Amazon Defense Coalition
16 November 2012 - FOR IMMEDIATE RELEASE
Contact: Bill Hamilton at (202) 641-0350 or email@example.com
Buenos Aires, Argentina – Chevron is in even deeper trouble than thought in Argentina after a judge there froze the oil giant's assets to comply with a $19 billion court judgment in Ecuador, according to reporting by Platts' Oilgram, a leading oil industry trade publication.
Chevron has appealed the freeze order, which was executed under a treaty signed by several Latin American nations designed to block defendants from fleeing jurisdictions where they face liability.
In an article published this week, Platts reported that Chevron has been considering making major new investments in Argentina that could be scuttled by the court action. Chevron already produces an estimated 30,000 barrels of crude daily in the country, part of an array of assets that produce $600 million annually in revenue.
But the impact on Chevron in Argentina could be far larger, according to the story.
Among the highlights:
- Chevron had signed a Memorandum of Understanding in September with Argentina's state-owned oil company to develop a huge oil shale project called Vaca Muerta. With the freeze order, it appears that Chevron's involvement in the project will have to put on hold.
- Chevron had announced last August that it plans to drill 120 new wells in Argentina over the next three years, spending $1.8 billion on a program that was supposed to include exploration for "unconventional" resources.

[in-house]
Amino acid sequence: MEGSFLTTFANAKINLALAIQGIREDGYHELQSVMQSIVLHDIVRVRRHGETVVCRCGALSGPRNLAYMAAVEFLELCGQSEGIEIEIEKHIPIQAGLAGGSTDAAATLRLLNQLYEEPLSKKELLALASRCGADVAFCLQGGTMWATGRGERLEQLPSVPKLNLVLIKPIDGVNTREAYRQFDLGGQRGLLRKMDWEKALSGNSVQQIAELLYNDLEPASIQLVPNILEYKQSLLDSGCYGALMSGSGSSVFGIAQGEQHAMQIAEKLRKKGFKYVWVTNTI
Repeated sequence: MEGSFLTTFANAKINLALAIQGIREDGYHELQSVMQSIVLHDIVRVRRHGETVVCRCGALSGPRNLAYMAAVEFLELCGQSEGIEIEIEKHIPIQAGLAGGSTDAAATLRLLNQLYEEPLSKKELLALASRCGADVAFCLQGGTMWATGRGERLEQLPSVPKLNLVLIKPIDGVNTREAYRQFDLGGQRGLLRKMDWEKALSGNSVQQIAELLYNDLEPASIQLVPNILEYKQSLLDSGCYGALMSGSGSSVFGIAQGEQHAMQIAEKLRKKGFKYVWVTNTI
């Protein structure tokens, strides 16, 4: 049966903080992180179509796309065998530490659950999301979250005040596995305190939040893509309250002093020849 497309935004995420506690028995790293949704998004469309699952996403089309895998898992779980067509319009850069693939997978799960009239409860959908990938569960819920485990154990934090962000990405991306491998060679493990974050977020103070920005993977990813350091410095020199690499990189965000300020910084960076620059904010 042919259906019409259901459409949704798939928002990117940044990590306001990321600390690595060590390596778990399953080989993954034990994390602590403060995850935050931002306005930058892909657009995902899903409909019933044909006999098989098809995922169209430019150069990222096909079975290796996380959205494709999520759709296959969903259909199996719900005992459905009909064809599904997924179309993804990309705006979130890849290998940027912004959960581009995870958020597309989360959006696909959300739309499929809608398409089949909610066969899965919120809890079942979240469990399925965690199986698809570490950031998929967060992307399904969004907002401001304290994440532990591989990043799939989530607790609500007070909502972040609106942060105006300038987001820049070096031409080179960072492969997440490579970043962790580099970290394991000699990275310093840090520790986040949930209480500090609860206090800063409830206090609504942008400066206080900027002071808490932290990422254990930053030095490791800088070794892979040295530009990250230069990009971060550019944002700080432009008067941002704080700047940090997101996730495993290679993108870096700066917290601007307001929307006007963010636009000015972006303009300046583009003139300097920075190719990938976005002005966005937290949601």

The court embargo "could set back future investments from Chevron in Argentina" according to analysts quoted by the publication.
"This could have a major impact on Chevron becoming a partner ... in Vaca Muerta," said Enrique Devoto, the former national energy secretary of the country.
In a separate blog posting, representatives of the rainforest communities pointed out that the Argentina freeze order could have a dramatic effect on Chevron's investment opportunities in other countries around the world where asset seizure actions are pending because of the oil giant's refusal to pay the Ecuador judgment.
The Ecuadorian communities also have seizure actions pending against Chevron in Canada, Brazil, and Ecuador and plan to file in more in Latin American in the coming weeks, said Pablo Fajardo, the lead lawyer on the case.
Chevron likely will be losing investment opportunities in those countries as well as long as the court cases are pending, said Fajardo.
"Countries where Chevron should be investing on equal footing with its peers are falling off the map because of the added risk created by the failure to get ahead of the Ecuador case," wrote the blog.